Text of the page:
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5 banks cut base rate, no word from others

You should go ahead with your need-based loans.
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First Published: Wed, Jul 10 2013. 07 00 PM IST
Pradeep Gaur/Mint
Pradeep Gaur/Mint
Updated: Thu, Jul 11 2013. 04 01 PM IST
Since 3 July, at least five government-run banks have cut their base rates. On Wednesday, Central Bank of India revised its base rate from 10.25% to 10% which will be effective July 15. Base rate is the minimum lending rate below which banks can’t lend. Other banks that have cut base rates are Union Bank of India, Oriental Bank of Commerce, Bank of India and Canara Bank. The rate cut has been in the range of 25-30 basis points (bps). One bps is a hundredth of a percentage point.
The move comes after finance minister P. Chidambaram met top officials of state-run banks and directed them to reduce rates. According to a 3 July Reuters report, after meeting the heads of state-run banks, Chidambaram said, “We have advised the banks to look at the base rate. In my view, reduction of the base rate will be a powerful booster, will be a powerful stimulus to the credit growth.”
Will this affect lending rates?
When base rate is reduced, all loans linked to it become cheaper. Say, if you have a home loan linked to the base rate, then either your equated monthly instalment or the loan tenor will go down.
The base rates came into effect only in 2010. Prior to this, banks used to lend on benchmark prime lending rate (BPLR). A majority of the banks that link the loans to base rate have a spread. For instance, State Bank of India’s base rate is at 9.70% and its home loan is priced at base rate plus 25bps—9.95%. However, there are banks that lend at the base rate itself; Bank of Baroda is an example.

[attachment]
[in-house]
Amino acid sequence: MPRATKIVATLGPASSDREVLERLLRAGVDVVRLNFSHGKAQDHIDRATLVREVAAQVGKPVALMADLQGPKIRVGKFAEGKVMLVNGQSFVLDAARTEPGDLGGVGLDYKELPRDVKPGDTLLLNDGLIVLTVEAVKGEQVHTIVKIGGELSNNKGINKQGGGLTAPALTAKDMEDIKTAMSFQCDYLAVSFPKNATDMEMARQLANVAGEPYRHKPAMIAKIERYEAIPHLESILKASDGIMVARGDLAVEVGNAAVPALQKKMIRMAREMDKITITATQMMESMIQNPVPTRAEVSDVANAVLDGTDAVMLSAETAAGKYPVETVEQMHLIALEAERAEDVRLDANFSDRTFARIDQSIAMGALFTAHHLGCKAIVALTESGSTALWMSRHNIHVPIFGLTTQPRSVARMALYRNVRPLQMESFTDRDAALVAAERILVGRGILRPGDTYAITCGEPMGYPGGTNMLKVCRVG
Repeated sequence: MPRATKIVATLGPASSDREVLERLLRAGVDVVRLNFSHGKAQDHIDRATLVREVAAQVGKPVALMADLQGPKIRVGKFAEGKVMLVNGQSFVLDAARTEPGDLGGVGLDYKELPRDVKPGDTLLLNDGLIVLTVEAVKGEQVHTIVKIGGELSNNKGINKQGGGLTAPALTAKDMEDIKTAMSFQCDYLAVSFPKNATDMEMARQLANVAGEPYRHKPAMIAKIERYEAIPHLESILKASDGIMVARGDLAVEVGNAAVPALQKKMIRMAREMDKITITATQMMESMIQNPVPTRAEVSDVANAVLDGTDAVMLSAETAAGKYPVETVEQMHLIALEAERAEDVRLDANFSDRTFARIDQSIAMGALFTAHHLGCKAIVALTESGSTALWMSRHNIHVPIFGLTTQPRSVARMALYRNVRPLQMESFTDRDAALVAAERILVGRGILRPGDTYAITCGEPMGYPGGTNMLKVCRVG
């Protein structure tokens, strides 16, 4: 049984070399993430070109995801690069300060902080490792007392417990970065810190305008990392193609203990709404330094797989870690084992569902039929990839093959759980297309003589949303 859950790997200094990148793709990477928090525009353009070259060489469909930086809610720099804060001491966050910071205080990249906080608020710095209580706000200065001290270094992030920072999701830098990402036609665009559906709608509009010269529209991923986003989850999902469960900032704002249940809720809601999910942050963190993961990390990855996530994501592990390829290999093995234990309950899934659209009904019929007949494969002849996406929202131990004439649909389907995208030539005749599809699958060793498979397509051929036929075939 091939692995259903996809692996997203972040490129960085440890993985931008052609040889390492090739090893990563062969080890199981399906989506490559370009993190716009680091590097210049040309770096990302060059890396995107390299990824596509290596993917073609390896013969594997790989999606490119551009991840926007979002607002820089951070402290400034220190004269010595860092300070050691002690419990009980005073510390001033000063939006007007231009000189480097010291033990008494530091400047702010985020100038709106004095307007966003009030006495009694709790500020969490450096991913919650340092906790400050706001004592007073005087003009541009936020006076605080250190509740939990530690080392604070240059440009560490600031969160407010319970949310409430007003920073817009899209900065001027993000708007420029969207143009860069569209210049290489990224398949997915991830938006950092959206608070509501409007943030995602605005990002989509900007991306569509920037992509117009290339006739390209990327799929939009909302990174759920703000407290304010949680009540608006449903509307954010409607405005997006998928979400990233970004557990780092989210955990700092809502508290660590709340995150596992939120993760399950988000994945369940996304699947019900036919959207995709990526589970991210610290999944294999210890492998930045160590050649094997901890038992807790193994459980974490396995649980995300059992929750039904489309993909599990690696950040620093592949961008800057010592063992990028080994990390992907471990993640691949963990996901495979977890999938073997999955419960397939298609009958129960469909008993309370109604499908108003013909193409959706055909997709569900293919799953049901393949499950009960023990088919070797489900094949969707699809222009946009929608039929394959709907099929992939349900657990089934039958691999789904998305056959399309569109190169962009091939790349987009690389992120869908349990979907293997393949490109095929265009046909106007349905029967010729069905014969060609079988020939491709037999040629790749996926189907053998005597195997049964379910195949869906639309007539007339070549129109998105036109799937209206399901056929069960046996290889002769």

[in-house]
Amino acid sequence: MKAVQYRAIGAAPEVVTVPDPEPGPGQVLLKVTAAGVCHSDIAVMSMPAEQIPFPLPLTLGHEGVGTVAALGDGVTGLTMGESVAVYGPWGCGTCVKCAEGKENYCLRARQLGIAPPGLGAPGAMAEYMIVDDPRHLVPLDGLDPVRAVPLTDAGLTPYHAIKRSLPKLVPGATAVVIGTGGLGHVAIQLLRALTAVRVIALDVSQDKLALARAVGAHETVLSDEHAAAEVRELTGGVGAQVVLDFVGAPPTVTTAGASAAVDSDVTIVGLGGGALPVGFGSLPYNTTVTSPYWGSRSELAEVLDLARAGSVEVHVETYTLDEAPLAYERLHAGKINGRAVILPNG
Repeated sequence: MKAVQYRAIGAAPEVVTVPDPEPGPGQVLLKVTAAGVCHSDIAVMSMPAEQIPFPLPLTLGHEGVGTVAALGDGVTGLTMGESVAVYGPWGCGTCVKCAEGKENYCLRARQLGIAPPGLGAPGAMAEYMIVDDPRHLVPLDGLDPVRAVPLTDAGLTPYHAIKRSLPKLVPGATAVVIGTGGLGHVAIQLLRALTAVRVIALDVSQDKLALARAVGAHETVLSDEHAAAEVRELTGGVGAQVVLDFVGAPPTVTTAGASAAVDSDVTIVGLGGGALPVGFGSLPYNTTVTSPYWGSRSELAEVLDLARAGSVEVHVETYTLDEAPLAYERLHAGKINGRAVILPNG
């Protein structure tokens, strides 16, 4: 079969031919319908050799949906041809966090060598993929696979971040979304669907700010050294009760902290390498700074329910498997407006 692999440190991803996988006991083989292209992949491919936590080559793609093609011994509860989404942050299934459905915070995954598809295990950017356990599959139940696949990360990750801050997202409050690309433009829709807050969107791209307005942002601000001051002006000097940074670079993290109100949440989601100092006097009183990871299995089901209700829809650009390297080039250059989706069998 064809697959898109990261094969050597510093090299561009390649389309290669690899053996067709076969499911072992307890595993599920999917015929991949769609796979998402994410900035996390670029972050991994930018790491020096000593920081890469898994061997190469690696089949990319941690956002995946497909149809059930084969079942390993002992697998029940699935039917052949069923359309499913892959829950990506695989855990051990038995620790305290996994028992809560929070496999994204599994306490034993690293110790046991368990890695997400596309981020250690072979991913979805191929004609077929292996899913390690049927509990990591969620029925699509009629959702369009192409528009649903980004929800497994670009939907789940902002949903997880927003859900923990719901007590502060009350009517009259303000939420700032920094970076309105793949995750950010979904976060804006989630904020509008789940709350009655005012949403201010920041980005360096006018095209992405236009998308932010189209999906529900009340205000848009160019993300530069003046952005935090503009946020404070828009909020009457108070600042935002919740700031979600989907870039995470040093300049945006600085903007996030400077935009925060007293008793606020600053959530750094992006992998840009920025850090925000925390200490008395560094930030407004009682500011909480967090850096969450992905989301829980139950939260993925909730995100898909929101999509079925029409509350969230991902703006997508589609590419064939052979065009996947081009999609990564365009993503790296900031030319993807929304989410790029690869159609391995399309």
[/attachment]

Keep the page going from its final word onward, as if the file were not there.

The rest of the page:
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Will other banks follow suit?
The country’s largest lender, State Bank of India, has already declared that it would not cut rates as it has the lowest home loan rate in the country at 9.95%. Currently, the base rate of top 10 banks based on advances as on March 2012 is between 9.60% and 10.25%.
There is no clarity whether other government-run banks will lower their base rates. Also, so far there has been no correction in rates from private or foreign banks. Says R.K. Bansal, executive director, IDBI Bank Ltd, another state-run bank, “Each bank will take a decision to cut base rate based on the cost of fund of the particular bank. So it is an individual call.”
What about banks’ margin?
It is likely that there will be no immediate impact on the banks’ margins. Says Abhishek Kothari, a Mumbai-based research analyst, “A 25 bps cut will affect the net interest margin of the bank by a maximum of 5bps. This is because currently the incremental short-term rates on deposits have also come down from 8.3% to 7.7%. Hence, the banks have a cushion on both sides.”
This is also because very few banks lend on base rate. Says Kothari, “Only 10-15% of loans are on the base rate. Hence, banks make money on the spread and on other charges such as processing fee.”
What should you do?
If you are a borrower, the lower the interest rates, the better for you. Says Surya Bhatia, managing partner, Asset Managers, “If you are planning to shop for a home loan or an auto loan don’t wait for a rate cut, but shop based on your needs. The only thing you need to do is look around for a cheaper rate.” Since there is no clarity on rate cuts yet, you should look at need-based loans.
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First Published: Wed, Jul 10 2013. 07 00 PM IST
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